A man could be forced to pay £100,000 in damages after his Ring doorbell which has a camera and microphone built in breaches the “Data Protection Act.”
A judge at Oxford County Court told John Woodward, 45, that his smart device doorbell had caused hie neighbour harassment.
Woodward who is an audio visual technician said he fitted four Amazon-owned Ring bells after thieves tried to steal his car in 2019.
However Woodward’s neighbour Dr Mary Fairhurst claimed the Ring doorbells were “intrusive” which forced her to move out of her home.
On Monday the judge ruled in a landmark ruling that the doorbells breach the law which could now set a precedent for more than 100,000 people in the UK who own the Ring doorbell.
Judge Melissa Clarke said Woodward had breached provisions of the Data Protection Act 2018 and General Data Protection Regulation.
Judge Clarke ruled that the images and audio files which were captured of Dr Fairhurst on the Ring devices were deemed to be the her personal data.
The judge said that Woodward had failed to process the data in a “fair or transparent manner,” which left him feeling “extremely disappointed and shocked” as he lost the court case.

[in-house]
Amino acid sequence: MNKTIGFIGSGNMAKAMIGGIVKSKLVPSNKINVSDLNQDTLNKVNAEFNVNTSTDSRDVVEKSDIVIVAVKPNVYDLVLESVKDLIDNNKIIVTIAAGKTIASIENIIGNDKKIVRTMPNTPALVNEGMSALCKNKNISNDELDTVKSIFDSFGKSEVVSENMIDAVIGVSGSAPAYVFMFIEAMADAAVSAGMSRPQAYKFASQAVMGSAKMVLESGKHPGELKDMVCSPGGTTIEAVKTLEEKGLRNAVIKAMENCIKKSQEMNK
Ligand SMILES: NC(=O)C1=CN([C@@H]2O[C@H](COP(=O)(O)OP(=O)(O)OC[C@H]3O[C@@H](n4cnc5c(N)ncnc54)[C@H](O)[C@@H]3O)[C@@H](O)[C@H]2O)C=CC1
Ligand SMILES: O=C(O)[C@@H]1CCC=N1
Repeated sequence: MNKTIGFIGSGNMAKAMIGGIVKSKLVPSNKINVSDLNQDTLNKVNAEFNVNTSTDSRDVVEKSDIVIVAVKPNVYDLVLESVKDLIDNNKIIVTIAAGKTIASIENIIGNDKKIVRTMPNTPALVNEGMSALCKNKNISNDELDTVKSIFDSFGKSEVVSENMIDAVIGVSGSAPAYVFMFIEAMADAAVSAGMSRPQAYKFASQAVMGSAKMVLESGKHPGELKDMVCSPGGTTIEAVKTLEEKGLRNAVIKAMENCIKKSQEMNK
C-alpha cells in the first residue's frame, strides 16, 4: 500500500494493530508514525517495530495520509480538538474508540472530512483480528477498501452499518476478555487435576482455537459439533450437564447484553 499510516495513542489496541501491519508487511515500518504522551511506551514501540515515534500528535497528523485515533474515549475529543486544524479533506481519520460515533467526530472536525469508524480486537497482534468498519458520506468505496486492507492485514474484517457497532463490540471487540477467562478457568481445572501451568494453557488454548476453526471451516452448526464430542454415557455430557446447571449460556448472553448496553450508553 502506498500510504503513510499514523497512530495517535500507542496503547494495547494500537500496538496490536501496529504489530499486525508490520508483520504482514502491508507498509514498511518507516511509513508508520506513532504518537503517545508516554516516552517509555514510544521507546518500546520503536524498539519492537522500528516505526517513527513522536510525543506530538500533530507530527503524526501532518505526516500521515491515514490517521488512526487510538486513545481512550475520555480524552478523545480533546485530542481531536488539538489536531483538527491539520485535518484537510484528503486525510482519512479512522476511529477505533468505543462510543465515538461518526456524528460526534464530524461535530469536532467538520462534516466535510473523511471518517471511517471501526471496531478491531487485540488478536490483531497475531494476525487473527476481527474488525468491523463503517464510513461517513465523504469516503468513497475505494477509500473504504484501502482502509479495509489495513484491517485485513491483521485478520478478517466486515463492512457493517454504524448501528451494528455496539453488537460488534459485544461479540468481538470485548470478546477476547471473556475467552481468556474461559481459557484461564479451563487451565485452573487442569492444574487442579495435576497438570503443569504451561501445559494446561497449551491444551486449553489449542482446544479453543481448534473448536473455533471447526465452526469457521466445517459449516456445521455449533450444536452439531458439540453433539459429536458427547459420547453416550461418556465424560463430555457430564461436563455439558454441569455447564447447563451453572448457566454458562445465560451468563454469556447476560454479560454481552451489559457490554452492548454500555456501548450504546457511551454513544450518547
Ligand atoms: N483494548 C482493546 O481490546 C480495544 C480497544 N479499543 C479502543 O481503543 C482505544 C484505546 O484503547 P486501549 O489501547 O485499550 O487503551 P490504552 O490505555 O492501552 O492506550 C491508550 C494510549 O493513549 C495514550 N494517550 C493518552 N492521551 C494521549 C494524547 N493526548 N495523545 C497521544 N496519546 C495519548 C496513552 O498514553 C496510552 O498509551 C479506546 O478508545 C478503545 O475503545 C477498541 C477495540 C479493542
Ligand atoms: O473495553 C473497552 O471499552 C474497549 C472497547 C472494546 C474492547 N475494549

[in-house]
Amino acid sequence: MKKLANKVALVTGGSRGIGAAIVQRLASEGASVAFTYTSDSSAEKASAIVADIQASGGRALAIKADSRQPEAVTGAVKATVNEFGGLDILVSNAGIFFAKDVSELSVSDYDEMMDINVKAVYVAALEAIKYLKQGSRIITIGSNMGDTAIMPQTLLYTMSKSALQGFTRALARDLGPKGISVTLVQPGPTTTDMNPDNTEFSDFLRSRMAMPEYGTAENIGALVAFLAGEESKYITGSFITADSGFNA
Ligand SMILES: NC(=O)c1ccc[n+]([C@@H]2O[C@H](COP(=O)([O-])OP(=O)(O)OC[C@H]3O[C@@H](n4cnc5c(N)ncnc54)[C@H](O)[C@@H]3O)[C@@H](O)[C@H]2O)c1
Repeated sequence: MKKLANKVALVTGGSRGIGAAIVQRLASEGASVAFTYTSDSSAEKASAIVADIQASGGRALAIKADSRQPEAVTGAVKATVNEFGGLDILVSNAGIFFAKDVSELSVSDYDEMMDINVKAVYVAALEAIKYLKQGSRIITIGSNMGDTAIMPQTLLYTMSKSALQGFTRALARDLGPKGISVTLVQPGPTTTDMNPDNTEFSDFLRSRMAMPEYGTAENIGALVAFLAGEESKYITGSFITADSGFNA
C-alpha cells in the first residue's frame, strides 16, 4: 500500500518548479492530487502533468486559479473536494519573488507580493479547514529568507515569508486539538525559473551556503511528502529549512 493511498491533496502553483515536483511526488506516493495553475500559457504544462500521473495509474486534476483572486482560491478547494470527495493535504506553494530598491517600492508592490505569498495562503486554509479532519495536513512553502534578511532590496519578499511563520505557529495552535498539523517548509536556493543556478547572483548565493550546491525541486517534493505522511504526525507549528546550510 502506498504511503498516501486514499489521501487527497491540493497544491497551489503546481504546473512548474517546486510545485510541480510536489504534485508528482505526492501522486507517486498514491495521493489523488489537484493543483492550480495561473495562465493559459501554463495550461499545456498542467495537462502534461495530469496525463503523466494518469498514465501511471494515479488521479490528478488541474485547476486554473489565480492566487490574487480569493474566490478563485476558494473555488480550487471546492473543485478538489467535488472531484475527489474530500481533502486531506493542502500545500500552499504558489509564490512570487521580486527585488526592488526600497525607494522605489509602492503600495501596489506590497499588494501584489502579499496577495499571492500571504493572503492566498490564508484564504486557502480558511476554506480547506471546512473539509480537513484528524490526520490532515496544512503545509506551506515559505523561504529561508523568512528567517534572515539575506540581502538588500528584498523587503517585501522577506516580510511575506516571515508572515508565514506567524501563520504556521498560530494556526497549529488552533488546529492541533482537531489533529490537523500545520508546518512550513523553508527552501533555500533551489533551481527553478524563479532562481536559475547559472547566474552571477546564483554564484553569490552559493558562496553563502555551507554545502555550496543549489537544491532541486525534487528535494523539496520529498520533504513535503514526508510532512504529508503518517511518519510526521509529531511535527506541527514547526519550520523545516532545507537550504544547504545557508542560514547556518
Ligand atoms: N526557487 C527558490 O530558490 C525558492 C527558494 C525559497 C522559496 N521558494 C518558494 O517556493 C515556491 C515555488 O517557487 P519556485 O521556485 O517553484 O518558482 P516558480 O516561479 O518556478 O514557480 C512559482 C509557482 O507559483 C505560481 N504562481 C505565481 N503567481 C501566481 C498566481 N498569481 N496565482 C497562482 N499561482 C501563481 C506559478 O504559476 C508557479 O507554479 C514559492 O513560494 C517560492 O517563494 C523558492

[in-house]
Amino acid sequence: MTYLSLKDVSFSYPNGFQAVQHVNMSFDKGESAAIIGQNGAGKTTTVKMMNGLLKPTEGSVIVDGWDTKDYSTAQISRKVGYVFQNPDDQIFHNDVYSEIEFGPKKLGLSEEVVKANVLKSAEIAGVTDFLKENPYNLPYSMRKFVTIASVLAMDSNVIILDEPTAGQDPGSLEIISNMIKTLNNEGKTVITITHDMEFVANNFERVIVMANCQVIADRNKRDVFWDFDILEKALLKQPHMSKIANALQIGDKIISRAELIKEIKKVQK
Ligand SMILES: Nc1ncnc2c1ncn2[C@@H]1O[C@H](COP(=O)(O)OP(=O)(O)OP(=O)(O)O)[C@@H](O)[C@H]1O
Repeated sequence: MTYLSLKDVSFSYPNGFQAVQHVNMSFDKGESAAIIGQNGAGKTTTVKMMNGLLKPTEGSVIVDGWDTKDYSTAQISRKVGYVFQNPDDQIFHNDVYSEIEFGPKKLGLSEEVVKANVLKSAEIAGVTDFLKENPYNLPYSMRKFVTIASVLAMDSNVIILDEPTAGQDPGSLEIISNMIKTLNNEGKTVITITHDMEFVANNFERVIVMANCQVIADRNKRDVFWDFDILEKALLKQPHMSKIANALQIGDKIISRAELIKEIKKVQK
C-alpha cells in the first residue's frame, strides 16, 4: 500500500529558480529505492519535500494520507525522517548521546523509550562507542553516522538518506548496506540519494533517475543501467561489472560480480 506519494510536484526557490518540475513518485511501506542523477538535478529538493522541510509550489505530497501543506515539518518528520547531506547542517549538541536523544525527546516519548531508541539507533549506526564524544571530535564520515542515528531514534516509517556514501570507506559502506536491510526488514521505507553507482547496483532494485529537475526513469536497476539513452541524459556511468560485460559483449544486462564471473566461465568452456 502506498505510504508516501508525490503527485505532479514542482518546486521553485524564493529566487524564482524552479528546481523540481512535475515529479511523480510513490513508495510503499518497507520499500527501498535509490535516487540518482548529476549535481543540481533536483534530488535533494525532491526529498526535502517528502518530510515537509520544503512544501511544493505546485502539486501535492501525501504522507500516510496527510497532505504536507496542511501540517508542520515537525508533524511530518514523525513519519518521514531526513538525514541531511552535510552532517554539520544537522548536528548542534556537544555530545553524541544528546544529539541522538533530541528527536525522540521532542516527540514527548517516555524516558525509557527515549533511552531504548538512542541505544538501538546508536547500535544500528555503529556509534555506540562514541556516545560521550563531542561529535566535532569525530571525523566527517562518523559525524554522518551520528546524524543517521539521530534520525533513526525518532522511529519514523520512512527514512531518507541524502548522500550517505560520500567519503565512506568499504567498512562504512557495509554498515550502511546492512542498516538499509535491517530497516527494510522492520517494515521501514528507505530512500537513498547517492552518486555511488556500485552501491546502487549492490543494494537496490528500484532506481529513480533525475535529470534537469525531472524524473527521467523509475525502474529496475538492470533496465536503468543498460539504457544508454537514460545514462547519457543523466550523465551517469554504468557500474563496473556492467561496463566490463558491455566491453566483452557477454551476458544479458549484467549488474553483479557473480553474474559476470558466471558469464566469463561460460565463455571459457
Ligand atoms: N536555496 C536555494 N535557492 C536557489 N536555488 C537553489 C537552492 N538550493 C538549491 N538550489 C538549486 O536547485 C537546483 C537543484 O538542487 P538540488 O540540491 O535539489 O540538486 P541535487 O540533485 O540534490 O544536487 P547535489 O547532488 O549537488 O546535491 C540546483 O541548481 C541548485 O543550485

Woodward told the Mail Online that he purchased the Ring devices from Amazon in good faith.
He added, “To now be told these are harassment devices feels like a joke and I myself feel like I am being harassed.
“Many of my neighbours have cameras and smart doorbells.”
Ring has now advised owners of the doorbells to ensure people know they are being filmed by putting Ring stickers on their door or windows.
Ring told LondonLovesBusiness, “We strongly encourage our customers to respect their neighbours’ privacy and comply with any applicable laws when using their Ring device.
“We’ve put features in place across all our devices to ensure privacy, security, and user control remain front and centre – including customisable Privacy Zones to block out ‘off-limit’ areas, Motion Zones to control the areas customers want their Ring device to detect motion and Audio Toggle to turn audio on and off.”